In other words, you can’t just do SEO or social media marketing. You need to eventually try and leverage all of the major marketing channels.

Principle #7: Marketing tends to get more expensive over time

It’s rare for marketing to get cheaper. You can’t control this. As much as you focus on marketing, you have to focus on conversion optimization. It’s the only way to keep you in the game as costs increase.

Try to run at least one A/B test each month. And don’t run tests based on your gut. Use both quantitative and qualitative data to make decisions.

Principle #8: Don’t take your messaging for granted

No matter how effective your traffic generation skills are, you won’t win if people don’t understand why they should buy from you over the competition. A great example of this is Airbnb. They beat Home Away and are worth roughly ten times more.

They both have a similar product and they both executed well. Airbnb came out much later, but they nailed their messaging.

Spend time crafting and creating amazing messaging. Typically, amazing messaging requires story-telling and understanding your customers.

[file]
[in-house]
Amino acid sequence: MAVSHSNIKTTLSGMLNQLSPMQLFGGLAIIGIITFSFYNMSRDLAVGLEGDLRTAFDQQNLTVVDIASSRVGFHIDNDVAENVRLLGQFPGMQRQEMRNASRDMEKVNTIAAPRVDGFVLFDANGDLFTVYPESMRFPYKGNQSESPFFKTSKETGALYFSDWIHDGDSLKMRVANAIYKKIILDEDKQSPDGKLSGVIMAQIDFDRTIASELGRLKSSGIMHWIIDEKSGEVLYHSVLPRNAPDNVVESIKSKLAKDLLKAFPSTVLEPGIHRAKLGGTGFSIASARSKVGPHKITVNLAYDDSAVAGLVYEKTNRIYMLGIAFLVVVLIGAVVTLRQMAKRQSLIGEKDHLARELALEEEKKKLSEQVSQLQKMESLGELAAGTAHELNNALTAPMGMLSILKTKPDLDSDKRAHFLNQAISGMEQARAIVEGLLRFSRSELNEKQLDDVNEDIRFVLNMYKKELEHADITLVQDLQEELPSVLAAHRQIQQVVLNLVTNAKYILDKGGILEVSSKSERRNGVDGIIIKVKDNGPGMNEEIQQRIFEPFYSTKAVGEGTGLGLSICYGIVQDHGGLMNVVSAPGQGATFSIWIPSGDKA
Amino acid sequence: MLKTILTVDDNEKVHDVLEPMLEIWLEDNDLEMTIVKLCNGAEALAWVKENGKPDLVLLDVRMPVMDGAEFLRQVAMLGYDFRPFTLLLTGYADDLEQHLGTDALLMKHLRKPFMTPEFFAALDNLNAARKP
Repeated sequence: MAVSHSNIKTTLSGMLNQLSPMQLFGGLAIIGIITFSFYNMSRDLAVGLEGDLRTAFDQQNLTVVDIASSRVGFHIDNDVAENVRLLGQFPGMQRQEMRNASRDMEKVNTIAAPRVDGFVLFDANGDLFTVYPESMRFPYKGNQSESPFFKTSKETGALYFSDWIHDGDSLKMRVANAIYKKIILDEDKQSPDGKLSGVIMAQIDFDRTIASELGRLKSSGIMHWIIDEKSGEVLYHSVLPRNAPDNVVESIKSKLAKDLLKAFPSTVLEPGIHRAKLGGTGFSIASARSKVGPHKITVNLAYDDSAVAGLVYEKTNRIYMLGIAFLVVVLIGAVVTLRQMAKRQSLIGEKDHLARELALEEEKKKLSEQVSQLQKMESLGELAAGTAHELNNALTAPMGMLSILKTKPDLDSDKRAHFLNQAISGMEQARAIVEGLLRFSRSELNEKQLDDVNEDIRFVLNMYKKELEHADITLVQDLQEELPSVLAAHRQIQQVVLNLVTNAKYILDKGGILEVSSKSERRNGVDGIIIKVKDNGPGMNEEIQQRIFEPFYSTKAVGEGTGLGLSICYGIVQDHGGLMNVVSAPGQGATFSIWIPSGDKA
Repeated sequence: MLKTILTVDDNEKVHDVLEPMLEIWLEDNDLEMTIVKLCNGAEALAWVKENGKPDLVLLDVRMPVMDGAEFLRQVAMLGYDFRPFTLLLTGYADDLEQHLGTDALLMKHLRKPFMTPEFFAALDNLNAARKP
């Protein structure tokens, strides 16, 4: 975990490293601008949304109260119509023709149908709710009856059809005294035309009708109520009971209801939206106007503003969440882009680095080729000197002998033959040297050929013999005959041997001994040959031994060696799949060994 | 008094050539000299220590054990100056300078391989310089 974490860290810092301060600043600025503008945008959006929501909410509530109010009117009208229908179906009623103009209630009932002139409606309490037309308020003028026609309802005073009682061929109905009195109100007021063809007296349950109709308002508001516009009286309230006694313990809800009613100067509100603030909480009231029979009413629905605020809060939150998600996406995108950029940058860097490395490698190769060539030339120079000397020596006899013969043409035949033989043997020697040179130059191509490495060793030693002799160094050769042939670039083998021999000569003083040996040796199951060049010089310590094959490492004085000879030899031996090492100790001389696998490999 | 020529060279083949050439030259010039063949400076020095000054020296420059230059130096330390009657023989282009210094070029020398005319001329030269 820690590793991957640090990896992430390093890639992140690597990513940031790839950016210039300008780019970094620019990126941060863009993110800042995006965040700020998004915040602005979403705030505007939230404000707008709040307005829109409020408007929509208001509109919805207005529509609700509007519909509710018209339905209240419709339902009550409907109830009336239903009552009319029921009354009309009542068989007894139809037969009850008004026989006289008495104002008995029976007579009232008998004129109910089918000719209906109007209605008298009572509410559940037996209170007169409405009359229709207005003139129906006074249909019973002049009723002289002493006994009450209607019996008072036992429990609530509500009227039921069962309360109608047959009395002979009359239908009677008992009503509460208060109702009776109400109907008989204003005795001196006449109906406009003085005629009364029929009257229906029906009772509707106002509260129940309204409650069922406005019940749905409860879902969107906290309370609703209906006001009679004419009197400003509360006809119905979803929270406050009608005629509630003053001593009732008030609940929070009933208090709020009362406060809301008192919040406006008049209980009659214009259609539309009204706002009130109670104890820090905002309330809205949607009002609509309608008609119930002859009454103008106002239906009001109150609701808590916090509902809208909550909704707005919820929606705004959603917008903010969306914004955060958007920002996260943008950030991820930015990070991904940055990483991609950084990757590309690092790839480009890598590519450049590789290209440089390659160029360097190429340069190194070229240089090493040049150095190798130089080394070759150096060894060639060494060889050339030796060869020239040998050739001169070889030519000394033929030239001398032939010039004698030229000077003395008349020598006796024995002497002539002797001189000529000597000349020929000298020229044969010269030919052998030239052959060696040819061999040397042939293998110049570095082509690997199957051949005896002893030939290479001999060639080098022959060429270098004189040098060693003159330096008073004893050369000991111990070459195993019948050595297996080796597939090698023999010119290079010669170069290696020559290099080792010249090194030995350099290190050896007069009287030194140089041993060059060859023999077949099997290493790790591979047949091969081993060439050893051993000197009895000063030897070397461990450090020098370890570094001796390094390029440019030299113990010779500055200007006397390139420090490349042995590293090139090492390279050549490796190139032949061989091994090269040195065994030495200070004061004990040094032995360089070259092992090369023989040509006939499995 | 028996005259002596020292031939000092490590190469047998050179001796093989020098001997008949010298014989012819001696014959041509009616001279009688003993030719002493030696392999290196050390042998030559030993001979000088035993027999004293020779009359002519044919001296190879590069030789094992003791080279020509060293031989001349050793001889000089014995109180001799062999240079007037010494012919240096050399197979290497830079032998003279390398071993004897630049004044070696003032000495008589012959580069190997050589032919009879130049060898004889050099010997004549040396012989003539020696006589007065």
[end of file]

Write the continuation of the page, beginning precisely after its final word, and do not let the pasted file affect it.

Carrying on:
You may have to survey your customers or talk to them over the phone, but eventually, you can come up with the right messaging using qualitative data. And once you’ve figured out the right messaging, retest each year as market conditions can change, which will affect your messaging.

Principle #9: The numbers never lie

Opinions don’t matter!

Marketing should always be a data-driven approach. Follow the numbers and keep auditing them as things will change over time. What works now may not in the future due to external factors that you can’t control such as privacy and security concerns.

For example, if you users claim to hate exit popups, but the data shows an exit popup increases your monthly revenue by 10%, then continually use the exit popup.

People within the organization will complain and argue with you, but as long as you aren’t doing anything unethical, follow the data.

Principle #10: The best thing you can do is build a brand

Whether it is a corporate or personal one, people connect with brands. From Tony Robbins to Nike, people prefer brands. By building a brand, you are building longevity with your marketing.